Preparing for the zombie (church) apocalypse
Zombies are trendy these days, and the Christian publishing industry is always churning out books on church leadership. So it should not surprise anyone that there’s a book called “Zombie Church: Breathing Life Back into the Body of Christ.” I haven’t read it. In fact, I only ran across it when I was thinking about this blog post about undead congregations — churches that sort of look alive but really died long ago.
We have lots of zombie churches in the Episcopal Church, which helps to explain our steady decline as a denomination. In fact, this is the thing that would have been good to discuss at some point in, oh I don’t know, the last six General Conventions. Instead we whistle past the graveyard by fighting over this and that. Or we insist that it’s OK our churches are turning into zombies because — look! there’s a Presbyterian zombie and a few Methodist ones too!
Here’s how to spot a zombie church (my list, not the one in the book of the same name):
- Almost the entire budget is paying for staff and buildings
- Money is perceived as scarce
- Moving a piece of furniture in the chancel is an agenda item for a vestry meeting
- Speaking of the vestry, it’s full of people who were “willing to serve”
- No adults unrelated to current members have been baptized in the last few years
- The rector or vicar spends almost all of the time caring for current members
- For that matter, the members spend most of their time caring for members
- There’s no sign of measurable (as opposed to anecdotal) growth. Gotta do better than “it feels like we are growing.”
There are other signs, but you get the idea. Here’s what a living church looks like:
- The operating budget shows a surplus, and significant money is spent on mission and formation
- Change is welcomed, and some associated conflict is also fine
- Lay leadership roles are filled only by those who are “called to serve”
- Much of the energy in ministry is directed outward
- New Christians are made regularly, adults and children (not just people related to current members)
- Measurable growth is apparent
Do you doubt that we have loads of zombie churches? 72% of Episcopal congregations reported they were under “financial stress” in 2010, the most recent year for which figures are available. The number has been rising steadily. As of 2011, the number of shrinking churches is three times the number of growing churches, based on a five-year Average Sunday Attendance change of at least ten percent. The same report with that alarming fact also tells us that in the last five years, giving has kept up with inflation only one year (2008). Read those two reports for more alarming signs of decline. And almost all of it is due to zombie churches!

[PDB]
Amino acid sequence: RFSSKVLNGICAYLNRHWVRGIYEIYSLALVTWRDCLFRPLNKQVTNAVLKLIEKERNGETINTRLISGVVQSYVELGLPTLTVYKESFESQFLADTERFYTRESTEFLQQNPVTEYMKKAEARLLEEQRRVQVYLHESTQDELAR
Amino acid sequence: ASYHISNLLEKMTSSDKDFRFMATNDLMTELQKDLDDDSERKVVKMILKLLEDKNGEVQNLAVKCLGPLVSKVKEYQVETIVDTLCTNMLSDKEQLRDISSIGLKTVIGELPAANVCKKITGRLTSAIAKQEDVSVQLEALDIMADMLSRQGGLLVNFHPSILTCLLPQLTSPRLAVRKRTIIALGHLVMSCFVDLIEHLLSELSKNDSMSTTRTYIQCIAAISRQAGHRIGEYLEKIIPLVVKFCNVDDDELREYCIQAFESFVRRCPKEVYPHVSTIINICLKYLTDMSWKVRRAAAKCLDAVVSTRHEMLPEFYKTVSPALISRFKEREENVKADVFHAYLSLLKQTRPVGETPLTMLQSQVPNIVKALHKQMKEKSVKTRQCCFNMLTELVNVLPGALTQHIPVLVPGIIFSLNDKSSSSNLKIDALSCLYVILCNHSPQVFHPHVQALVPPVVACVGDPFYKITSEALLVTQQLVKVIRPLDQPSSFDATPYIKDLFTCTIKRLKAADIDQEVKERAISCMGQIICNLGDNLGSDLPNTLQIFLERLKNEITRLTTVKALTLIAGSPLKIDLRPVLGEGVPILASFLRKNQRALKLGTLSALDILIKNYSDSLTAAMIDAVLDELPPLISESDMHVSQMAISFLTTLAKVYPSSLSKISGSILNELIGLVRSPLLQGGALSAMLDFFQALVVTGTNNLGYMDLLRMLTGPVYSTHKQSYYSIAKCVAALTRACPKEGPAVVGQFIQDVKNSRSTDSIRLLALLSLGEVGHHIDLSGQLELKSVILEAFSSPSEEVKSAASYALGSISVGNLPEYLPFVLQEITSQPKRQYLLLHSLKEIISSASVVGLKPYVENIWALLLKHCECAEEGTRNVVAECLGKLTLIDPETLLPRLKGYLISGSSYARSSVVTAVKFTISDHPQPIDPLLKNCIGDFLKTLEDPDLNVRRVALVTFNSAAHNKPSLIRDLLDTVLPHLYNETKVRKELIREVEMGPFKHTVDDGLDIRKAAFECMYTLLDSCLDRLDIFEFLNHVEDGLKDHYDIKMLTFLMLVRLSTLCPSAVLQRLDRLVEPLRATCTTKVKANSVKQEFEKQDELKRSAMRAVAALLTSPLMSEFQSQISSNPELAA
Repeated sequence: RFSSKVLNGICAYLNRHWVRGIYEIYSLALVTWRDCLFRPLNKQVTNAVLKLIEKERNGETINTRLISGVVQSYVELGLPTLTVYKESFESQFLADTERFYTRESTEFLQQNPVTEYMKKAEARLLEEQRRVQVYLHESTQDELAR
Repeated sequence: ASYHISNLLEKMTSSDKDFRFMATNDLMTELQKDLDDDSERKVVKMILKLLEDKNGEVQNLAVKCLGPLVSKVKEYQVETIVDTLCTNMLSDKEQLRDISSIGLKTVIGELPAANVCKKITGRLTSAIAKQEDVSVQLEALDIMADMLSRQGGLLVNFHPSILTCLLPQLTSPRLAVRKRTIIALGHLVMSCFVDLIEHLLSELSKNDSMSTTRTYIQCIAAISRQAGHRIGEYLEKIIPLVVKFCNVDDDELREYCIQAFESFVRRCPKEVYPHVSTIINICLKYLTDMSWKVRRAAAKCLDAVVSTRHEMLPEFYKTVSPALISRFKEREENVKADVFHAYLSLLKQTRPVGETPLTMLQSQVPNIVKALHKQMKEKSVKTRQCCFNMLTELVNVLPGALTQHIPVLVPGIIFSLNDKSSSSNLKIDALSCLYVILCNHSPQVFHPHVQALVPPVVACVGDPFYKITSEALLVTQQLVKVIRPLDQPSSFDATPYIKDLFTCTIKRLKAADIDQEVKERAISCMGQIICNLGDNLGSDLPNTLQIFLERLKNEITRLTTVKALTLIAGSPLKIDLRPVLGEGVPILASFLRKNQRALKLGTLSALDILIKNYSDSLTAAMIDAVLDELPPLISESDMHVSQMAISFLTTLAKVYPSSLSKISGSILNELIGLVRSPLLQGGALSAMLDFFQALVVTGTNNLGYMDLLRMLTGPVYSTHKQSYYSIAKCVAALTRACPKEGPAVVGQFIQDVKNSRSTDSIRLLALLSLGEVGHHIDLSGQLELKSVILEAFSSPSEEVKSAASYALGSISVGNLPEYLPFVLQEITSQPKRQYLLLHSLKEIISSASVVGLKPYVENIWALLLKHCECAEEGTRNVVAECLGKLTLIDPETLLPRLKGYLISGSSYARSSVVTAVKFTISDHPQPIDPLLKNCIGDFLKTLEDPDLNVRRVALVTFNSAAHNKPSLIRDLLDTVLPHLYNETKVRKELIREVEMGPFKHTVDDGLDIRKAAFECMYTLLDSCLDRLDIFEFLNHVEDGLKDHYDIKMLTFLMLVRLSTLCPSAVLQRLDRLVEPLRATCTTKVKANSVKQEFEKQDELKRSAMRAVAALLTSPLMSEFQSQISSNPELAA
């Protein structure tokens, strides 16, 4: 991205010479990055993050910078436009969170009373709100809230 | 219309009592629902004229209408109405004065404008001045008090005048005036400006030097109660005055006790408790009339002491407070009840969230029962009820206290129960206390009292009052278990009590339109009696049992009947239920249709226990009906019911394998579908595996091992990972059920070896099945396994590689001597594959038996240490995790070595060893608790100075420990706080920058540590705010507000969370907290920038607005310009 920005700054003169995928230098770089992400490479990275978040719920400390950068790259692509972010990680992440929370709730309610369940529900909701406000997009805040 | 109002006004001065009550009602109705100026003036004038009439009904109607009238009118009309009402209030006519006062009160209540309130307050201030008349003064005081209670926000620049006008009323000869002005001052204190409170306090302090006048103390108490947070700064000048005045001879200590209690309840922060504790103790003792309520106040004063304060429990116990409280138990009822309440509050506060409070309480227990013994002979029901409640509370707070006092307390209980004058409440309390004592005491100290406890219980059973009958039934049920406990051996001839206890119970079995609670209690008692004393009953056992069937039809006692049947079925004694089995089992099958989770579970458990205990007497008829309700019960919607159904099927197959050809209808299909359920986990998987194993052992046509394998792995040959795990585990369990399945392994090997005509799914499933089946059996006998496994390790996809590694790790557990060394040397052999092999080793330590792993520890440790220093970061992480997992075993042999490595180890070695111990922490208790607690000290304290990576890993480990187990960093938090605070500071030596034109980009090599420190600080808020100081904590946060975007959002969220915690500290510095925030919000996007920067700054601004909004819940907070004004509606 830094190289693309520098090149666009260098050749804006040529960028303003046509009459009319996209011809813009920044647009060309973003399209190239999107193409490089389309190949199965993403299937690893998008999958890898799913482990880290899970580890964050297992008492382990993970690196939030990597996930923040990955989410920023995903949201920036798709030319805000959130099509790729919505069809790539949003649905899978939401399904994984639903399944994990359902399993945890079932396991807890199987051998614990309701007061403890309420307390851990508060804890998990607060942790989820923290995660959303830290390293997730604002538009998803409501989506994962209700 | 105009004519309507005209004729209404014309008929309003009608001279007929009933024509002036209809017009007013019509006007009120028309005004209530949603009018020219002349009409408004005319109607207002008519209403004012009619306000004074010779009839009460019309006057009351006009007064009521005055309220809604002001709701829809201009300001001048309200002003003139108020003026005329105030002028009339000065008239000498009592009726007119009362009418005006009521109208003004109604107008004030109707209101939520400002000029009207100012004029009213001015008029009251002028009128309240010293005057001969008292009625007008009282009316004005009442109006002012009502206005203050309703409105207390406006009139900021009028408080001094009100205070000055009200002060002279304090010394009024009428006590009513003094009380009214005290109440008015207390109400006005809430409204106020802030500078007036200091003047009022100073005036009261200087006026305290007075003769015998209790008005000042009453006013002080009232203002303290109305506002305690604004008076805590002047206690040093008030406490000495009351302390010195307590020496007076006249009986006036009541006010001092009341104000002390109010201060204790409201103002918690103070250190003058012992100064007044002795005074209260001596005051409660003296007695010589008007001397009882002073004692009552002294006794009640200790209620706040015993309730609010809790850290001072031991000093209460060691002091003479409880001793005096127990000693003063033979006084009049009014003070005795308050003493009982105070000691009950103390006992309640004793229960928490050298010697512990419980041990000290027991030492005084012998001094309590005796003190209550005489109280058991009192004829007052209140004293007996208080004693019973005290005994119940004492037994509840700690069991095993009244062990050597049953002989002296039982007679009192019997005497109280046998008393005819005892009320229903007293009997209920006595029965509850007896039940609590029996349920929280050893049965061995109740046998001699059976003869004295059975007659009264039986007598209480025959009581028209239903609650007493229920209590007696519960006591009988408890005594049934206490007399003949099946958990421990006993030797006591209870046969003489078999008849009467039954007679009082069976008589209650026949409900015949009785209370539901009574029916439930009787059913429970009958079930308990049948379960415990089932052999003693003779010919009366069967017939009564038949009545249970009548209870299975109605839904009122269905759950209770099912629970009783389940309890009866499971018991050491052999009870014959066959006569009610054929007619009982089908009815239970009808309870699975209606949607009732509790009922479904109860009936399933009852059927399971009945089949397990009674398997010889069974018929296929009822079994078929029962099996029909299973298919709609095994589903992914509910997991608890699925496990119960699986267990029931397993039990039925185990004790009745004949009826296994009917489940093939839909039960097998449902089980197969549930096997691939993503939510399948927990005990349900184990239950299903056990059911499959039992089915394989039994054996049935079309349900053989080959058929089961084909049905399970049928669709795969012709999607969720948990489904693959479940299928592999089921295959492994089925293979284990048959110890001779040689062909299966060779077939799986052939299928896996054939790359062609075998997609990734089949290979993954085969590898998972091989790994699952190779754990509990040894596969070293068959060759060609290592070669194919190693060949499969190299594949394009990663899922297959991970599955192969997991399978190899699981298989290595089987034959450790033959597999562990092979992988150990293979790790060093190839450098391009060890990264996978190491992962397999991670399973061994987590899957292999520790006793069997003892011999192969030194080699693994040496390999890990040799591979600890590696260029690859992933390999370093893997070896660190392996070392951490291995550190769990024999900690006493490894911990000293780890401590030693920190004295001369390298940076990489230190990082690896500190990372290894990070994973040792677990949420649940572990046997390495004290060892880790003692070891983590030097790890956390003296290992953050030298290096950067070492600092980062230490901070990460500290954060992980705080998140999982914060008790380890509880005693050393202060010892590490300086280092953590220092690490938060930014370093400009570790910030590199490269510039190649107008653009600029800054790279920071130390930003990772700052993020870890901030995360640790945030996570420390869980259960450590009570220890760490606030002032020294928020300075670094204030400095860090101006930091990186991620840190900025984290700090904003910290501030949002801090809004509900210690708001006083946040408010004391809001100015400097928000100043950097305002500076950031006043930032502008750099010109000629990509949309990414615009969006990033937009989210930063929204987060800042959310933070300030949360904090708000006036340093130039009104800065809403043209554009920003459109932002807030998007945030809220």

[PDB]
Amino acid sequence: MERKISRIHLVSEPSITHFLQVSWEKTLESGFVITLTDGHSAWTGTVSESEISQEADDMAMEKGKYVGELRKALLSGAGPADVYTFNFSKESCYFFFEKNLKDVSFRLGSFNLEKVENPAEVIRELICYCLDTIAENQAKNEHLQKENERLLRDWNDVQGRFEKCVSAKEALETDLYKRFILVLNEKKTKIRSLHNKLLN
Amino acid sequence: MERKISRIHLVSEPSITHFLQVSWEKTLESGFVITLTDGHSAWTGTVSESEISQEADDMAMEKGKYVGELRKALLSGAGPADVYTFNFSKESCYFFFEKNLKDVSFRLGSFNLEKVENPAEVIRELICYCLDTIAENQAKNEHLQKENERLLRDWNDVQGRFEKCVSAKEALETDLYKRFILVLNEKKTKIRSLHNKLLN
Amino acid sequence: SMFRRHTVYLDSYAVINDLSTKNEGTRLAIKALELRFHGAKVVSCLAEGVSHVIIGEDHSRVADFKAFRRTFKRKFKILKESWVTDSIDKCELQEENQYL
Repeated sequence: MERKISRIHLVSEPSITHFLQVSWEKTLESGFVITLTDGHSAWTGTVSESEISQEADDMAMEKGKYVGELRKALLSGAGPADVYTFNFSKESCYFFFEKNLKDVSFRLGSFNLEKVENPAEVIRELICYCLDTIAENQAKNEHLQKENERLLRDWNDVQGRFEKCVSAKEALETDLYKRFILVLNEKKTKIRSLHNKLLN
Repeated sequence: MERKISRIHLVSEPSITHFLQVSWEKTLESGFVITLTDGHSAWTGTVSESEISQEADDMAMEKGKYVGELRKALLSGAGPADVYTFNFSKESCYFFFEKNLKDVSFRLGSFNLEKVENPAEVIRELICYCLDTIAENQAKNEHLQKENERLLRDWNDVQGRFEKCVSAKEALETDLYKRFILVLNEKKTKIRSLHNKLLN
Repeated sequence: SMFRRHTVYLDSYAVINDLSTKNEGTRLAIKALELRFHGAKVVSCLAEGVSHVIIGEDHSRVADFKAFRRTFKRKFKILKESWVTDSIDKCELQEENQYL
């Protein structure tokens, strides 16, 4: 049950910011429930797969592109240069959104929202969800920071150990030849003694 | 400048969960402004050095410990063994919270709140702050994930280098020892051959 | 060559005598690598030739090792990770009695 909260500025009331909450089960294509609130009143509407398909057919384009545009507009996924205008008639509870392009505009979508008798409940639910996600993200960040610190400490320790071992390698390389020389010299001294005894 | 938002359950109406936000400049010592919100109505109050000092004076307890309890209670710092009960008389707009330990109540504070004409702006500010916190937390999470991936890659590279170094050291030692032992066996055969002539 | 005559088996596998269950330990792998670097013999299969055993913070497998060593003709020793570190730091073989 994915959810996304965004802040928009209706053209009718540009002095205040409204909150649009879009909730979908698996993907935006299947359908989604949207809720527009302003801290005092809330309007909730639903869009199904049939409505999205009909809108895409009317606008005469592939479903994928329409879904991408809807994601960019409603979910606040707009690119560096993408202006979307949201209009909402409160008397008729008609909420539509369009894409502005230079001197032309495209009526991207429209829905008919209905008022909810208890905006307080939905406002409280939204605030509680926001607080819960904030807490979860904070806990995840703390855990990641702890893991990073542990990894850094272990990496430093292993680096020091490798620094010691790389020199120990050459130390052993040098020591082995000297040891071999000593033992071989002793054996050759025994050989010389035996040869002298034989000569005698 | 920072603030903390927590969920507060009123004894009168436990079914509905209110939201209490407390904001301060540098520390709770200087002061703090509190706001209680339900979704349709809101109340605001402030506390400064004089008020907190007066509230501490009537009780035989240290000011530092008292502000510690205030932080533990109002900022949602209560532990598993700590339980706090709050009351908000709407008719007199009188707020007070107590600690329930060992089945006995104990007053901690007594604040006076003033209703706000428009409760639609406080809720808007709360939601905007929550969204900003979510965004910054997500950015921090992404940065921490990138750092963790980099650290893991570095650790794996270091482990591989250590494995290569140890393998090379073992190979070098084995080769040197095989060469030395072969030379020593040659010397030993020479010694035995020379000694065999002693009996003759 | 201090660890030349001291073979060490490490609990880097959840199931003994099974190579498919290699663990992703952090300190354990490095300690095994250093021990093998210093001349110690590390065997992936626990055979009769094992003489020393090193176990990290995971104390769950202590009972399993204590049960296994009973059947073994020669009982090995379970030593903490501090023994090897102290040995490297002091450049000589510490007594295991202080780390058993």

So why do we tolerate them? Closing churches is hard. Members, the people who created their zombie church by resisting change, don’t like the ultimate change of closing. Too many bishops are unwilling to do the hard work of closing churches and teaching why closing churches is a good thing. Some will say that a closed church is a failure of the kingdom. I disagree. A zombie church is a failure of the kingdom, because an ossified museum/membership culture that’s all about preservation, survival, and self-support is the antithesis of the Gospel. Indeed, the Gospel is about risk, fearless proclamation, and love of our neighbors.
Too many zombie churches discredit the witness of the church, not just the Episcopal church, but the whole body of Christ. At a time when the world is desperate for Good News, zombie churches say that we can’t be bothered. All we care about is ourselves or, worse yet, our buildings. Every zombie church is a billboard for a church that has given up on the Gospel.
There are also pragmatic considerations. New congregations are much more likely to grow than older congregations. I don’t mean the age of the parishioners (though that matters too, in a way that works against us Episcopalians). Churches planted more recently are more likely to grow than churches which have been around for a while. Why do we imagine that we need to keep church buildings in places that were convenient for folks in the 19th century? Why do we insist that congregations have to possess their own building? Why can’t we say that some congregations can die while new ones are born?